In the cross-examination of Dr Bakir Nakas, Ratko Mladic’s defense counsel suggested that the Sarajevo Military Hospital had already been shelled while the JNA had still occupied it. According to the defense, the damage to the right-hand half of the southern façade could have been caused by the shells fired from the BH Army positions at Debelo Brdo

Ratko Mladic in the courtroomRatko Mladic in the courtroom

Most of the cross-examination of Dr Bakir Nakas, director of the Sarajevo State Hospital, which has been renamed Dr Abdulah Nakas Hospital, focused on the effort to establish which half of the southern façade of the building was shelled more. Dr Nakas said that the former military hospital in Sarajevo had been constantly targeted by the Sarajevo-Romanija Corps artillery, firing from the direction of Mount Trebevic, Vrace and Grbavica.

Using a map and a photo, the defense counsel put it to the witness that Debelo Brdo was on the same line as Mount Trebevic. ‘During the entire war Debelo Brdo was under the control of the BH Army’, the defense counsel insisted, and ‘the southern wing of the hospital was clearly visible’ from that elevation. Dr Nakas confirmed that there was no ‘physical barrier’ between the hospital and Debelo Brdo.

The witness’s ‘rough assessment’ was that the southern façade of the hospital was targeted by heavier artillery – mortars and tanks. Dr Nakas added that the artillery fired mostly on areas where patients were, mostly on the 5th, 7th and 8th floors. According to Dr Nakas, the central and the right-hand side of the southern façade were most often shelled.

The defense counsel put it to the witness that until 10 May 1992, when the JNA withdrew, the Military Hospital ‘was threatened by the Muslim armed forces; they also fired on it from snipers’. Quoting the then director of the Military Hospital, Dr Tausan, the defense counsel claimed there had been media reports that the JNA was using the hospital to ‘snipe at passers-by’. On the other hand, Dr Nakas confirmed that there ‘were comments’ to the effect that the Territorial Defense soldiers who had ‘taken up arms to defend BH’ fired on the Military Hospital from snipers. However, Dr Nakas insisted he ‘never saw that’. Dr Nakas also confirmed that after the Military Hospital was taken over from the JNA and renamed the State Hospital, damage that had probably been caused by a mortar shell was observed on the southern façade between the 7th and 8th floors. There were also holes, most likely caused by bullets fired at point-blank range, the witness noted.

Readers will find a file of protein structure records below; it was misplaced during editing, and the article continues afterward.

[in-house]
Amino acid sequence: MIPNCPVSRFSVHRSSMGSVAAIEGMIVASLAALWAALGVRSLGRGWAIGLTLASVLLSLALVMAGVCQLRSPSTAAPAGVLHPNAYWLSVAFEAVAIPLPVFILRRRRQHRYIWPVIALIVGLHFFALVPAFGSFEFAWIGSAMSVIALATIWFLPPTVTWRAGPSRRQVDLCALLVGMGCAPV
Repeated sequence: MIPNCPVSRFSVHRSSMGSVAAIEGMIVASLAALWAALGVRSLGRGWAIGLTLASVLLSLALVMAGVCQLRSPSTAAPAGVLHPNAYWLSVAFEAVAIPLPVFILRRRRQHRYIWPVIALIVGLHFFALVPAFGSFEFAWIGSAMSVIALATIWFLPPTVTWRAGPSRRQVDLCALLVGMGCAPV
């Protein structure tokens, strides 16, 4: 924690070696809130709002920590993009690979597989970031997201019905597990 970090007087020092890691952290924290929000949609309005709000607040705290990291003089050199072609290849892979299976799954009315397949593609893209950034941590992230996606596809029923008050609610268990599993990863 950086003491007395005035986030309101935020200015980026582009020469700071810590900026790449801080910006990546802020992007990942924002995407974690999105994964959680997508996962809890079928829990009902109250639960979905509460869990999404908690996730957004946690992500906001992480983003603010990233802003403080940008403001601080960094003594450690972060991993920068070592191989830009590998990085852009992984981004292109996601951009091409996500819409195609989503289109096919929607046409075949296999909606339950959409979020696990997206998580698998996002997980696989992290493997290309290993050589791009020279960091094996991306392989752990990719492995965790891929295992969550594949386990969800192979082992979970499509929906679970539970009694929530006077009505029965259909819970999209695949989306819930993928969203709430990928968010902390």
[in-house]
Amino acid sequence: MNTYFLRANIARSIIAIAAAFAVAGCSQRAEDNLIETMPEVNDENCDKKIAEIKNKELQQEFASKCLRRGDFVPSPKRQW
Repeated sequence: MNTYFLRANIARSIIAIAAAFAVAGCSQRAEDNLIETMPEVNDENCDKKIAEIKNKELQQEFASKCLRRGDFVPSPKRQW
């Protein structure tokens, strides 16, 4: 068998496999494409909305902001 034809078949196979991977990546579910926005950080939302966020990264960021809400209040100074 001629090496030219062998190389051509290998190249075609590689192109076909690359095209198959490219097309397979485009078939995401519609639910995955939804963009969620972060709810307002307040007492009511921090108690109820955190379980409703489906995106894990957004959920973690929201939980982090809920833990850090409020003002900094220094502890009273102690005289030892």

As the defense counsel claimed, Dr Tausan said that the fiercest attack on the hospital occurred in late April, and that the fire came from the direction of the Magribija Mosque, where the Muslim forces purportedly had their weapons depot. The witness repeated that he was away in that period. Dr Tausan couldn’t see the mosque from the hospital and he couldn’t leave the hospital perimeter because a special unit detachment controlled the movements of the staff. Dr Nakas said that in his view there was no reason for the presence of the detachment in the hospital. The only reason why the detachment was deployed there was to split the city in two parts. Finally, the defense counsel put it to the witness that there was a HOS unit in the close proximity of the hospital and that the ‘HVO and the BH Territorial Defense clashed’ near the hospital in December 1992.

After Dr Nakas completed his evidence, the prosecution called Edin Suljic. He used to work for the Sarajevo Security Services Center and took part in the on-site investigation at the Markale town market on 5 February 1994. A mortar shell killed 67 and wounded 142 people there. The names of the victims are attached to the criminal report Suljic wrote after the incident. Edin Suljic will continue his testimony tomorrow.